Published November 5, 2020
Manoj J. Mammen, MD, associate professor of medicine in the Division of Pulmonary, Critical Care and Sleep Medicine, is one of the co-authors of new clinical practice guidelines for chronic obstructive pulmonary disease (COPD) issued by the American Thoracic Society.
“Pharmacologic Management of Chronic Obstructive Pulmonary Disease: An Official American Thoracic Society Clinical Practice Guideline,” was published in April in the American Journal of Respiratory and Critical Care Medicine.
“The American Thoracic Society guidelines on the pharmacological treatment for COPD aim to improve quality of life and control symptoms, while reducing the frequency of exacerbation,” Mammen says.
One of the most important distinctions in the new guidelines as to how they differ from previous recommendations is that patients with COPD should be offered both a long-acting beta-agonist (LABA) bronchodilator and a long-acting muscarinic antagonist (LAMA) bronchodilator if still symptomatic with the use of either type of inhaled medication by itself, according to Mammen.
“There is a conditional recommendation to use inhaled corticosteroids (ICS) in patients with dyspnea who are receiving combined LABA/LAMA therapy and experience one or more exacerbations in the past year, but to stop ICS in patients who are on ICS with LABA/LAMA therapy and with stable COPD without frequent exacerbations,” he says.
In patients with COPD who have advanced refractory dyspnea, the guidelines make a conditional suggestion to consider use of opioids in the context of a personalized shared decision-making process with the provider and patient.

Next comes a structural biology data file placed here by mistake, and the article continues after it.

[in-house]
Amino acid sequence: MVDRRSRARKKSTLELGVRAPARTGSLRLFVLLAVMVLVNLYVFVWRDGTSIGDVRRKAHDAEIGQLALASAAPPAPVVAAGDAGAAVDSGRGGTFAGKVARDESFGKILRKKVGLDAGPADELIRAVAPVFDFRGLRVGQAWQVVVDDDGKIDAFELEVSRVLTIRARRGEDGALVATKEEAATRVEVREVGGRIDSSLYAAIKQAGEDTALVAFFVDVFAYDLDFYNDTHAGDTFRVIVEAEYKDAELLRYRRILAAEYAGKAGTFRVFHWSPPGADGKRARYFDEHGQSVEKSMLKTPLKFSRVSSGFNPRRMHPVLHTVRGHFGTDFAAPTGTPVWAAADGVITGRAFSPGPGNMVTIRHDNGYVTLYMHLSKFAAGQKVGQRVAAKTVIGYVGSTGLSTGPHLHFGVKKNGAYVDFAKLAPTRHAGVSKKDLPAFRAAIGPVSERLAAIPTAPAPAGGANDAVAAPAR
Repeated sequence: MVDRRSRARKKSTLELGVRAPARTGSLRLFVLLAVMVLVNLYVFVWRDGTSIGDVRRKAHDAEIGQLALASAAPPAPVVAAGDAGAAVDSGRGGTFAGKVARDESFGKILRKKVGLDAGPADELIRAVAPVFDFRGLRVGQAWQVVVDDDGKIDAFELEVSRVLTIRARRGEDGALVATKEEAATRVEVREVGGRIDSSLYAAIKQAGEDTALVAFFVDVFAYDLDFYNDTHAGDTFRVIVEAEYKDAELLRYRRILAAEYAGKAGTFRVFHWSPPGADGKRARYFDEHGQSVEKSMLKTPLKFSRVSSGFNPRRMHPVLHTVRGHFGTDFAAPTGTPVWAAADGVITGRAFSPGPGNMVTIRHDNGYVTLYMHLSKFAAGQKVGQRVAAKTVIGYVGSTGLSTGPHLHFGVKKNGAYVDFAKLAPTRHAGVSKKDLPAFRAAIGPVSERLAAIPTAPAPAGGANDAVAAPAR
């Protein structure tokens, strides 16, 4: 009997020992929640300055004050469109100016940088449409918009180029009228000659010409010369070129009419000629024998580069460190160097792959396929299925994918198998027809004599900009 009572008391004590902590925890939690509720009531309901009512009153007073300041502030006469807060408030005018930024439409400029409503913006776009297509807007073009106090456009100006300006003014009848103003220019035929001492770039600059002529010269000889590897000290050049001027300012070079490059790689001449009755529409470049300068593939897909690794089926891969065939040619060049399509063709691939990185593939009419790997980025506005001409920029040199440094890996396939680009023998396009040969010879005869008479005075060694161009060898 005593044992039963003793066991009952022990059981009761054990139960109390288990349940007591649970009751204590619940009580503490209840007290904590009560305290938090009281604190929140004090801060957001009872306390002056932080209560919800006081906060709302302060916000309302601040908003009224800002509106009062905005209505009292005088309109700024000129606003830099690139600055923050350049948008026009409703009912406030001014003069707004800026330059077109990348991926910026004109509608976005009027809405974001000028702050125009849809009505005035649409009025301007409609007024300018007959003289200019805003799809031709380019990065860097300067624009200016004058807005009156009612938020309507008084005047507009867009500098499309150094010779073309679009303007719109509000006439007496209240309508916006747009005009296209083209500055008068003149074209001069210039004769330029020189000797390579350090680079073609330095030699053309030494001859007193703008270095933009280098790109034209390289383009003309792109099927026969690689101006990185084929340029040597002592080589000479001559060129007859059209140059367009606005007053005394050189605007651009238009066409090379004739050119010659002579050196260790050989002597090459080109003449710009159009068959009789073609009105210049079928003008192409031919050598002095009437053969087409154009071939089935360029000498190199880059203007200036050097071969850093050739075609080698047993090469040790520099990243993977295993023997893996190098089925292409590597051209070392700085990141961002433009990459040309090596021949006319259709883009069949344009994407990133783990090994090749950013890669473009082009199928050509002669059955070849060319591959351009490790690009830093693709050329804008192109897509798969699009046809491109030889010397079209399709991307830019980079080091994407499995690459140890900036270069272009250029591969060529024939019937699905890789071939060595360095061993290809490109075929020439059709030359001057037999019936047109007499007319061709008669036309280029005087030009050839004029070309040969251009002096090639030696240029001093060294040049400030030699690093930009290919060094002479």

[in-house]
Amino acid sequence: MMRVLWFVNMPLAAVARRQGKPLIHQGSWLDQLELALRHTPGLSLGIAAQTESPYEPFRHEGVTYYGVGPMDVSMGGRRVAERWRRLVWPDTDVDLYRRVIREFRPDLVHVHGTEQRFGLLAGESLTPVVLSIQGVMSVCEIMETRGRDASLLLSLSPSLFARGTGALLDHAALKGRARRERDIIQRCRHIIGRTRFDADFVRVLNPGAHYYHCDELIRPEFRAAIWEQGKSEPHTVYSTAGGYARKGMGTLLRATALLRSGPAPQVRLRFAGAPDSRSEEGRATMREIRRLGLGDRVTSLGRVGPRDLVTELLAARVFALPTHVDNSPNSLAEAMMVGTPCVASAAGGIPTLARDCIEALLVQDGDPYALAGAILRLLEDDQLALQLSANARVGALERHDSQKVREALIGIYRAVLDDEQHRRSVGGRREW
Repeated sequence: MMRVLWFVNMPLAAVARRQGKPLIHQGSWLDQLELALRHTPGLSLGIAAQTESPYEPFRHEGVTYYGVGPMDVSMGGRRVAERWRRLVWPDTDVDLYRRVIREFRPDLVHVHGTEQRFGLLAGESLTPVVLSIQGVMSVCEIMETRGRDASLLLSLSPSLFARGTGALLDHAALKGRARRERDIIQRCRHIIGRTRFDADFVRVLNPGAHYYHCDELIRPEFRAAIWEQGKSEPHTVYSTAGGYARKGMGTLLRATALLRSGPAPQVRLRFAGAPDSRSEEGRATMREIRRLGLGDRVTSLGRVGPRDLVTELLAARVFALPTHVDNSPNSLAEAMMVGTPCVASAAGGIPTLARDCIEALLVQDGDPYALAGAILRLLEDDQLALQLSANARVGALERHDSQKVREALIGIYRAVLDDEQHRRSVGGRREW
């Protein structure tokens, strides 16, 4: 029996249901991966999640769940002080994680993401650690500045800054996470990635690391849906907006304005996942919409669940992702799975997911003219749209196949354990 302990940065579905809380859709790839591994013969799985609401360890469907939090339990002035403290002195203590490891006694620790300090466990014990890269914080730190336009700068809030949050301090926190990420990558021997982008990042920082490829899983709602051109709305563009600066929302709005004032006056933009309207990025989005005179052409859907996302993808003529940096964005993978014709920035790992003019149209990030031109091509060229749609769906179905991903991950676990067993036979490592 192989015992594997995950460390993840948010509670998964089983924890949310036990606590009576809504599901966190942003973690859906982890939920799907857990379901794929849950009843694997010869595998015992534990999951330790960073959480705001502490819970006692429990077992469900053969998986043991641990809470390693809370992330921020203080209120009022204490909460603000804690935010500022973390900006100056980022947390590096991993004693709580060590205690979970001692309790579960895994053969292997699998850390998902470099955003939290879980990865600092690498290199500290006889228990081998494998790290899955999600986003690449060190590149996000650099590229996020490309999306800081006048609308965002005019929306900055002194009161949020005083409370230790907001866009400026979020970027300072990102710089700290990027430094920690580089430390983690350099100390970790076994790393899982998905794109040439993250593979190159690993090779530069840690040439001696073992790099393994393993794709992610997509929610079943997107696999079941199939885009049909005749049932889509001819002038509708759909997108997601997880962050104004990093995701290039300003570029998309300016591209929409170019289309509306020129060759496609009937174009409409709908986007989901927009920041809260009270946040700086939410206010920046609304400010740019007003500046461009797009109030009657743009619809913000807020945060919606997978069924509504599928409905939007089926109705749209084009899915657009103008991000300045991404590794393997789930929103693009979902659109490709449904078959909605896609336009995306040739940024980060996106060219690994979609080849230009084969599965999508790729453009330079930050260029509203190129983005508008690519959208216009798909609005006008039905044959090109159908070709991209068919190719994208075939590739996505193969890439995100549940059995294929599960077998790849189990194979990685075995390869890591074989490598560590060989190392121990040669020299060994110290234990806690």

The guidelines were focused on pharmacological therapies for stable COPD, not for those who are experiencing an acute exacerbation, Mammen notes.
“In general, the goal of therapy in COPD is to reduce frequency of exacerbation and control symptoms,” he says.
“It is important to note that these recommendations should be applied along with clinical assessment and shared decision-making to ensure that patients receive optimal clinical care.”
The guidelines also call for additional research in populations that are underrepresented in existing clinical trials, including studies in:
The American Thoracic Society improves global health by advancing research, patient care and public health in pulmonary disease, critical illness and sleep disorders.
Founded in 1905 to combat tuberculosis, it has grown to tackle asthma, COPD, lung cancer, sepsis, acute respiratory distress and sleep apnea, among other diseases.